‘Assimilation as a concept is necessarily racist because it presupposes that the majority culture is inherently superior to the minority culture. It creates its own justification for the enforced imposition of the majority culture on the minority. We need to remember the old saying, ‘Assimilation equals genocide’, because the logical end result of assimilation is that Aboriginal people with Aboriginal cultural values no longer exist. So unless we want a future Australia where there are no Aboriginal people, but rather people who are brown on the outside and white on the inside, and who talk, think and act like white people, then we need to debate, challenge and resist the dominance of assimilationist ideas and policies in Australia today.’
DR GARY FOLEY
SENIOR LECTURER IN HISTORY, VICTORIA UNIVERSITY, MELBOURNE
Dr Gary Foley has long been at the centre of major political activities: the 1971 Springbok tour
demonstrations, the Tent Embassy in Canberra in 1972, the Commonwealth Games protest in 1982, and
the protests during the 1988 bicentennial celebrations. He was also involved in the formation of Redfern’s Aboriginal Legal Service (in Sydney) and the Aboriginal Medical Service in Melbourne. In 1974 Foley was part of an Aboriginal delegation that toured China and in 1978 he was with a group that took films on black Australia to the Cannes Film festival and then to Germany and other European countries. He returned to England and Europe a year later and set up the first Aboriginal Information Centre in London. Gary has been a director of the Aboriginal Health Service (1981) and the Director of the Aboriginal Arts Board (1983–86) and the Aboriginal Medical Service Redfern (1988). He has been a senior lecturer at Swinburne College in Melbourne, consultant to the Royal Commission into Black Deaths in Custody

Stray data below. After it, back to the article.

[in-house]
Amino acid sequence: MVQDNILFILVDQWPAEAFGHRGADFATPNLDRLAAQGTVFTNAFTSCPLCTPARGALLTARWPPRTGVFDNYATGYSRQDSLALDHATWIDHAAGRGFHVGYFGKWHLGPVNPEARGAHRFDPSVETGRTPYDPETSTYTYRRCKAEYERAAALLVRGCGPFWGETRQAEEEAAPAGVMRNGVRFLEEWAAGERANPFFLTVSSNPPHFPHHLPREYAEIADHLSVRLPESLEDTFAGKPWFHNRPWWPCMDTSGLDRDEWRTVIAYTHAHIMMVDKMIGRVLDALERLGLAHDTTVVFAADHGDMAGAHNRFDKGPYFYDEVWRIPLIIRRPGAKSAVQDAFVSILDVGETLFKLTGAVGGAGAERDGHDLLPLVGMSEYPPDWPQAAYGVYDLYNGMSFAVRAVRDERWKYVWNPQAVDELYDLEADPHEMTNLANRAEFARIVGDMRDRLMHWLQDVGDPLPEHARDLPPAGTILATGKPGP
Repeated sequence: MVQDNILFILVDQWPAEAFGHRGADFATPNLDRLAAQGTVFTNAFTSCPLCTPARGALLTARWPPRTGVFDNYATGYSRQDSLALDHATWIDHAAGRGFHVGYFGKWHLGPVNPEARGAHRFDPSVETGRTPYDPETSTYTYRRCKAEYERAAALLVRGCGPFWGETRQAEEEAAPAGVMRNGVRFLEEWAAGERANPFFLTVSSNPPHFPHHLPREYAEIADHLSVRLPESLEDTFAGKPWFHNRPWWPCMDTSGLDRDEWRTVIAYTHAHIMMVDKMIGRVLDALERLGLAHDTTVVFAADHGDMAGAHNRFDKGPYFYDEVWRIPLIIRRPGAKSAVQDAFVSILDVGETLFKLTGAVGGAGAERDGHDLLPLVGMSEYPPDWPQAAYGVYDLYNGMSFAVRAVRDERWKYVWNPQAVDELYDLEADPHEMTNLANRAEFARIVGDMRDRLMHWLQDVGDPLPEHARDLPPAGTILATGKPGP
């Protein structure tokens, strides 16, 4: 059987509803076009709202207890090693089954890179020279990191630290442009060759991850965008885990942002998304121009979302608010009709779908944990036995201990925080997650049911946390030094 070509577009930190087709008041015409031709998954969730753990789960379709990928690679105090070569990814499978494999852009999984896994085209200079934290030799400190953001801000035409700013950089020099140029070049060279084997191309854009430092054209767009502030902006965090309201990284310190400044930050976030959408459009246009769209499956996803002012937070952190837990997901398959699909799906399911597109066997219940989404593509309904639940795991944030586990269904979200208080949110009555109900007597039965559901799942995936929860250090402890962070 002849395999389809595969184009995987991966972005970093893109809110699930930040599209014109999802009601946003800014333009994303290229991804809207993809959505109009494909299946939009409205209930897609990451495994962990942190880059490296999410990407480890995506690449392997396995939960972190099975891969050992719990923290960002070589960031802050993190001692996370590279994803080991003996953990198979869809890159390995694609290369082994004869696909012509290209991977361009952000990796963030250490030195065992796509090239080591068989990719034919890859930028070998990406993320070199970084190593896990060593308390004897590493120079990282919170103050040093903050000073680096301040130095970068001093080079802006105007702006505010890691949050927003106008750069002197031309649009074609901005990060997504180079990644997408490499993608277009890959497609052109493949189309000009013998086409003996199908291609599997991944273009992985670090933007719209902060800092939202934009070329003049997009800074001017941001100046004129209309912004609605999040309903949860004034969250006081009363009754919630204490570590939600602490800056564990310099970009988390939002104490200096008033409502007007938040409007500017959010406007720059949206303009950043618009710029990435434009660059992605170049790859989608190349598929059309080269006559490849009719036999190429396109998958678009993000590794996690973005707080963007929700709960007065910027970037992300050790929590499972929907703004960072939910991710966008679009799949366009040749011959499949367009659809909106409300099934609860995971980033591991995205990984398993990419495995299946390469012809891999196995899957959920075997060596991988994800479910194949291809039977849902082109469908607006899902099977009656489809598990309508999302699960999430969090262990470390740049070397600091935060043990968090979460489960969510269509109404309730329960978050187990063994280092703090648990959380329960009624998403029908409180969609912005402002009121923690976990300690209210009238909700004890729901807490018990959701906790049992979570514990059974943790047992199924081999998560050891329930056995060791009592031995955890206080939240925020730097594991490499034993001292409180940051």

(1988) and a board member of the Aboriginal Legal Service. He has also served on the national executive of the National Coalition of Aboriginal Organisations. Late in life Foley became a student at University of Melbourne, where he studied History, Cultural studies and Computer science. He completed his BA with majors in History and Cultural studies in 2000, and gained first class honours in History at at the end of 2002. Between 2001 and April 2005 he was also the Senior Curator for Southeastern Australia at Museum Victoria. From 2005 to 2008 he was a lecturer in the Education Faculty of University of Melbourne, and in 2013 he completed a PhD in history at the University of Melbourne. Today Dr Foley is a senior lecturer in History at Victoria University in Melbourne.